Coercive and Peaceful Discrimination

The Civil Rights Act of 1964 created the crime of “discrimination.” But it failed to make a vital distinction.

From the point of view of moral principle, there is a difference of the most fundamental kind between actions that are coercive, that is, use physical force or the threat of physical force on other people, and actions that are peaceful, that is, do not use force or the threat of force on others. A peaceful action respects other people’s freedom of will.  This is a basic requirement of ordinary justice. A coercive action overrides and tramples on that freedom, replacing it with the freedom and will of the agent.

Corresponding to this, there are two kinds of discrimination which are fundamentally different: there is coercive discrimination and peaceful discrimination.

Examples of coercive discrimination are slavery, lynching, segregation enforced by law, the “black codes,” the “Jim Crow” laws, voter suppression and the notorious activities of the Ku Klux Klan.  These were all outrageously wrong because they employed force or the threat of force on innocent people, or in the case of lynching, people who at the least deserved a fair trial.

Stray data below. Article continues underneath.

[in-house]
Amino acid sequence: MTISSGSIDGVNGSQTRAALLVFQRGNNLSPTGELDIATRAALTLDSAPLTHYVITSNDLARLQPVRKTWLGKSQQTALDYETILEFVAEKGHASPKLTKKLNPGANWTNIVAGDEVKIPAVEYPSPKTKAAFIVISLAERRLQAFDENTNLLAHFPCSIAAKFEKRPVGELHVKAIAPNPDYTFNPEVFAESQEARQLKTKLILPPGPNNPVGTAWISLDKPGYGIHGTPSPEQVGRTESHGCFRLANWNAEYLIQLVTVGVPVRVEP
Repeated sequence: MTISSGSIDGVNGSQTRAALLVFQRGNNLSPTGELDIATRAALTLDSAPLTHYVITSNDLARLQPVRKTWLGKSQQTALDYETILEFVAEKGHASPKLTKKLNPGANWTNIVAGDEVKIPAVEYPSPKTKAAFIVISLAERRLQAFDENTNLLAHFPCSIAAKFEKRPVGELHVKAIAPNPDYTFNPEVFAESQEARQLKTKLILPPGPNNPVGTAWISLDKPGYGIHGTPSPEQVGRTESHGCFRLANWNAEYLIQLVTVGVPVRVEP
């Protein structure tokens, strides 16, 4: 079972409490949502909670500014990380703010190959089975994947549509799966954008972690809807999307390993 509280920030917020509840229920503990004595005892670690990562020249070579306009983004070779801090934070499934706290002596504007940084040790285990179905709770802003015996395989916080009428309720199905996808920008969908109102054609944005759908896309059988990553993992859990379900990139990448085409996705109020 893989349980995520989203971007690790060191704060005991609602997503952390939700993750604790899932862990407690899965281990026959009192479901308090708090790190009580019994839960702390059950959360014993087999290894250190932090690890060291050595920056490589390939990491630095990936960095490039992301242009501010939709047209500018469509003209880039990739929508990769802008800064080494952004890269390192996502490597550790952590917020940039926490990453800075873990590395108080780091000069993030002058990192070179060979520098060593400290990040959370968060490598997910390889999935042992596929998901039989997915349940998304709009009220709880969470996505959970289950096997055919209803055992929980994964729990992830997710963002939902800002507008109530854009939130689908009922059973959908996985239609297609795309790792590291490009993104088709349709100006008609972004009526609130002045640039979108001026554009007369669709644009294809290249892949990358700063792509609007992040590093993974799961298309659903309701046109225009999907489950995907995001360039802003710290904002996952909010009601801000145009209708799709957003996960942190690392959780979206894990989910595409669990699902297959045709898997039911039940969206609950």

Peaceful discrimination includes discrimination in employment, in buying and selling, and in general in commerce and the market.

In this lecture we will ask some questions that arise when this distinction is recognized. What exactly is wrong with peaceful discrimination?  What concept of justice does the criminalization of it represent? How did it come about that peaceful discrimination  was made a crime by the Civil Rights Act of 1964?  What are the consequences for society of making peaceful discrimination a crime? In 1883 the Supreme Court ruled in effect that the prohibition of peaceful discrimination was unconstitutional. What, if anything, has happened to change that verdict?
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